"City of thieves" is a wonderful, fun and horrific story based in 1941 Leningrad, a time and a place where you would not want to find yourself. Not even for a minute.
In the hands of the local police, instead of being
executed, two young boys are given a shot at saving their own lives by
complying with an outrageous directive: secure a dozen eggs for a
powerful Soviet colonel to use in his daughter’s wedding cake. In a city
cut off from all supplies and suffering unbelievable deprivation, Lev
and Kolya embark on a hunt through the dire lawlessness of Leningrad and
behind enemy lines to find the impossible.
The book is written in a KenFollettish
adventure style - which is not a bad thing, it's just a fast-paced,
action-filled style - and it's unbelievably engrossing. The historic background is
also very credible and well-researched.
Charming and delicate at times, but mainly
dark, grim and repulsive, like a story about the siege of Leningrad
should be. There is some real horror in this story, the stuff of urban
legends, and despite I'm sure it all happened (and worse) during the II World War, the author seems to aim a little too carefully for the reader-shock effect. But he also infused the novel with a lot of sense of humor, and a good number of heart-warming scenes.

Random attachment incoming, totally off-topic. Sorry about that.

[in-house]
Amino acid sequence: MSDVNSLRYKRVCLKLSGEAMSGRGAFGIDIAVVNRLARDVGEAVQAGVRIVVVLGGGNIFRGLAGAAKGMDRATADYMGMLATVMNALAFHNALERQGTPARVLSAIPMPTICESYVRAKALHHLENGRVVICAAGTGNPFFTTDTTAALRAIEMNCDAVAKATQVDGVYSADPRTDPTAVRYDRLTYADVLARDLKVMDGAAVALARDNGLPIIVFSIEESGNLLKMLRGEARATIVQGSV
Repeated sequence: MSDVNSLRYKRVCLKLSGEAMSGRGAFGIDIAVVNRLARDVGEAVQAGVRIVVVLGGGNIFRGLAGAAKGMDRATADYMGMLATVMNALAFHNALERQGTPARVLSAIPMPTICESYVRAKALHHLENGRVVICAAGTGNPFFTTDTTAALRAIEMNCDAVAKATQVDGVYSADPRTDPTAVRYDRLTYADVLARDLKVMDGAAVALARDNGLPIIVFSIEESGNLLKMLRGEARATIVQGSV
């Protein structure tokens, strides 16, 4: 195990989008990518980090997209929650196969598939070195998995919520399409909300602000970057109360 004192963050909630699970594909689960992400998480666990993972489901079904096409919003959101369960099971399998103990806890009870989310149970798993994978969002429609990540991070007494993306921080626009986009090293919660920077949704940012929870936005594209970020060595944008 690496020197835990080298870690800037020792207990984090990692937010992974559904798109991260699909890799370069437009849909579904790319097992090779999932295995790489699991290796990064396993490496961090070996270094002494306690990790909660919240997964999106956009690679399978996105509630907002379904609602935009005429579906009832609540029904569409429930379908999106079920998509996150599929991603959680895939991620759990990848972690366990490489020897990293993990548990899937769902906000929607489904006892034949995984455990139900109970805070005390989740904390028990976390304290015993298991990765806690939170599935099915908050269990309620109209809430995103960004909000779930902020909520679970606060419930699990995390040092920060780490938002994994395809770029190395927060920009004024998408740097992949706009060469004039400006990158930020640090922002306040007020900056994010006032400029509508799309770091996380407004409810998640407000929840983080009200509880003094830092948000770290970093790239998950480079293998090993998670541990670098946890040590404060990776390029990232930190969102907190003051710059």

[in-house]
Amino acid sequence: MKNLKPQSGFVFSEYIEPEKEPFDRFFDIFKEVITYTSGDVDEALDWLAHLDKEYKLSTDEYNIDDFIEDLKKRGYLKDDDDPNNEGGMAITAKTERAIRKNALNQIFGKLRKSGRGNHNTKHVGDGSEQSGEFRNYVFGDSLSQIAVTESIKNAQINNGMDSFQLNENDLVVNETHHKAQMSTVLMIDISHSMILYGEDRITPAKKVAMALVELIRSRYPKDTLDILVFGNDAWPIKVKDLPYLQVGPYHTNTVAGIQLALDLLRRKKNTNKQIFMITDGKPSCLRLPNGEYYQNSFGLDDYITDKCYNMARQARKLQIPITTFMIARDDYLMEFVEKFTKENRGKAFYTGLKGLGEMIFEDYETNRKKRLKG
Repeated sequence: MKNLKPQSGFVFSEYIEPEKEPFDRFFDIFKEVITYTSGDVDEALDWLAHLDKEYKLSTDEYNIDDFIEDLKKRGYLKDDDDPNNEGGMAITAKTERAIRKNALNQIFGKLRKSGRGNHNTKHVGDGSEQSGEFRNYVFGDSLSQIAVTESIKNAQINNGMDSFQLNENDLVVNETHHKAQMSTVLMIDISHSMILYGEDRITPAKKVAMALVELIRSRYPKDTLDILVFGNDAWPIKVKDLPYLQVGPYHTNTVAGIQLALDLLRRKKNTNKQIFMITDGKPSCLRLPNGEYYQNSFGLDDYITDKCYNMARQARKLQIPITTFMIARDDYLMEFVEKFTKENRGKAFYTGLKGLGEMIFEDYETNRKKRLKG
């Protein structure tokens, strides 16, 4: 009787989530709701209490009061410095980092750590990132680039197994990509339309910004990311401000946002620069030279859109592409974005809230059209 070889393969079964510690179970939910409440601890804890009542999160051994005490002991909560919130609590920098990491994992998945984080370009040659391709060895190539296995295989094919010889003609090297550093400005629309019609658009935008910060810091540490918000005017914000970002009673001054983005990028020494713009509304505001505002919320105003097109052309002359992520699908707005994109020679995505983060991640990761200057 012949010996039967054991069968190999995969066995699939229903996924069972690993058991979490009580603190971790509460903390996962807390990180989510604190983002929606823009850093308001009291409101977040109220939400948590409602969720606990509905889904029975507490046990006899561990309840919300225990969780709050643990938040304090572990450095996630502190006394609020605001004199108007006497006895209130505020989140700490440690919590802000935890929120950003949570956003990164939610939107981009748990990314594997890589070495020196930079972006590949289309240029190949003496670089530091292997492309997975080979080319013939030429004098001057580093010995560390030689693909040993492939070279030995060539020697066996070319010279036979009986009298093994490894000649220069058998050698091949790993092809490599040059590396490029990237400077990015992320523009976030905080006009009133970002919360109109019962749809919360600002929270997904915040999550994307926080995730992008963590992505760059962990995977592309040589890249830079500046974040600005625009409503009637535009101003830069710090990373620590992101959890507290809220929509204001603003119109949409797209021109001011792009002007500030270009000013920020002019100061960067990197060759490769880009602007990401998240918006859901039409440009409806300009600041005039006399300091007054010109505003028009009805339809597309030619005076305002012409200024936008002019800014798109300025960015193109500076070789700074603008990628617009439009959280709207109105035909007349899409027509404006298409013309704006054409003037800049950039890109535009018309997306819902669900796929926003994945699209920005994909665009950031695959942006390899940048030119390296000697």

The greatest thing about "City of thieves" is perhaps the dialogue: it's so vivid and alive. Benioff is an accomplished
screenwriter (he wrote many if not all episodes of Game of Thrones), and
I think you can hear that in the way he masters each character's unique voice. He also has a special skill at setting up exciting scenes where the stakes are raised and the tension is high.
Unfortunately, among a lot of good work that he authored, he also wrote
one of the very worst movies I've ever seen : "Troy". A rare opportunity to
bring the heroes of ancient Greece alive on the silver screen, completely and utterly
wasted and gone to the dogs. Although, to be fair to Benioff, the main problem with that movie was the dreadful casting. But that's another story.
This novel is so worth reading.
Finally, I have to say I listened to the audiobook,
read by Ron Pearlman. He's got a great baritone voice, and his Russian accent is
realistic. His intonation and expressiveness were great when he read
the dialogue, a bit less so when reading the narrating voice, where his tone
verged on the "tough guy" side, without the need to do that.